Controller Area Network (CAN)

A Controller Area Network (CAN) bus is a communication system made for vehicle intercommunication. This bus allows many microcontrollers and different types of devices to communicate with each other in real time and without a host computer. A CAN bus, unlike Ethernet, does not require any addressing schemes, as the nodes of the network use unique identifiers. This provides the nodes with information regarding the priority and the urgency of the transmitted message. These buses also continue transmission even in the case of a collision, while normal Ethernet terminates connections as soon as a collision is detected. It is a completely message-based protocol and is used mainly in vehicles.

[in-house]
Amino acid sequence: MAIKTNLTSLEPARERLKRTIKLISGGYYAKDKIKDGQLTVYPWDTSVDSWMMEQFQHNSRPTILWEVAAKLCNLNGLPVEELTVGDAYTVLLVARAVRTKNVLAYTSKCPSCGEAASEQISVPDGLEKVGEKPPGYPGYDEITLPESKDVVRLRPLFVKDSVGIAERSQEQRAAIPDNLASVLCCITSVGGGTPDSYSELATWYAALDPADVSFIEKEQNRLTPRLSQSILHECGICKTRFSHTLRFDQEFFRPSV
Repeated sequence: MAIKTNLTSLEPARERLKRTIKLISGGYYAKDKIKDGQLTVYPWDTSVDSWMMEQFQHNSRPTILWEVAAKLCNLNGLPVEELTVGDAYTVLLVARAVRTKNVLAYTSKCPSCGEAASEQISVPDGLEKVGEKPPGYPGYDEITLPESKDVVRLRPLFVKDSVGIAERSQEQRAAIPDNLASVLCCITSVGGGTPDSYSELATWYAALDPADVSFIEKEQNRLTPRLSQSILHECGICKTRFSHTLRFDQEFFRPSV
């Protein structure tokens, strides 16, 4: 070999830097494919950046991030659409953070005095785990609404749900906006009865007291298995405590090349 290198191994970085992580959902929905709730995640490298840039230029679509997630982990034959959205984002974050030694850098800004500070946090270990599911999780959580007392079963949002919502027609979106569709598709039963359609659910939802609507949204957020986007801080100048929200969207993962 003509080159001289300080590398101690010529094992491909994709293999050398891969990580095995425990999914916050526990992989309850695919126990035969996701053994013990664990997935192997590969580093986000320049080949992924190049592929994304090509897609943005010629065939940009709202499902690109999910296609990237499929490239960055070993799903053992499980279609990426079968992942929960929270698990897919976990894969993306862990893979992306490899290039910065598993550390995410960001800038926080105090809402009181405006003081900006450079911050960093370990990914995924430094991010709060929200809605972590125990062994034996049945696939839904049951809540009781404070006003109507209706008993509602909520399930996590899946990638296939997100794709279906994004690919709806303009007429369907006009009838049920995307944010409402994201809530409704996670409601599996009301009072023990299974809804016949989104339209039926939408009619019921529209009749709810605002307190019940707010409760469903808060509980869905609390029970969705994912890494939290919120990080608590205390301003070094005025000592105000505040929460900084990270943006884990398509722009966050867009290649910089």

Industrial Controls

Lee Contracting’s controls and robotics staff engineers have over 30 years of experience in the field. They have extensive knowledge of legacy systems and a comprehensive knowledge of many applications. In addition to supporting and upgrading older systems, we are fully up-to-date on the newest hardware and software platforms from all the major PLC suppliers. With our complete controls and robotics capabilities, Lee can handle the full programming of automations systems including all necessary design, development and engineering.

Call today to receive a free quote, 888.833.8776.

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What Happens in Michigan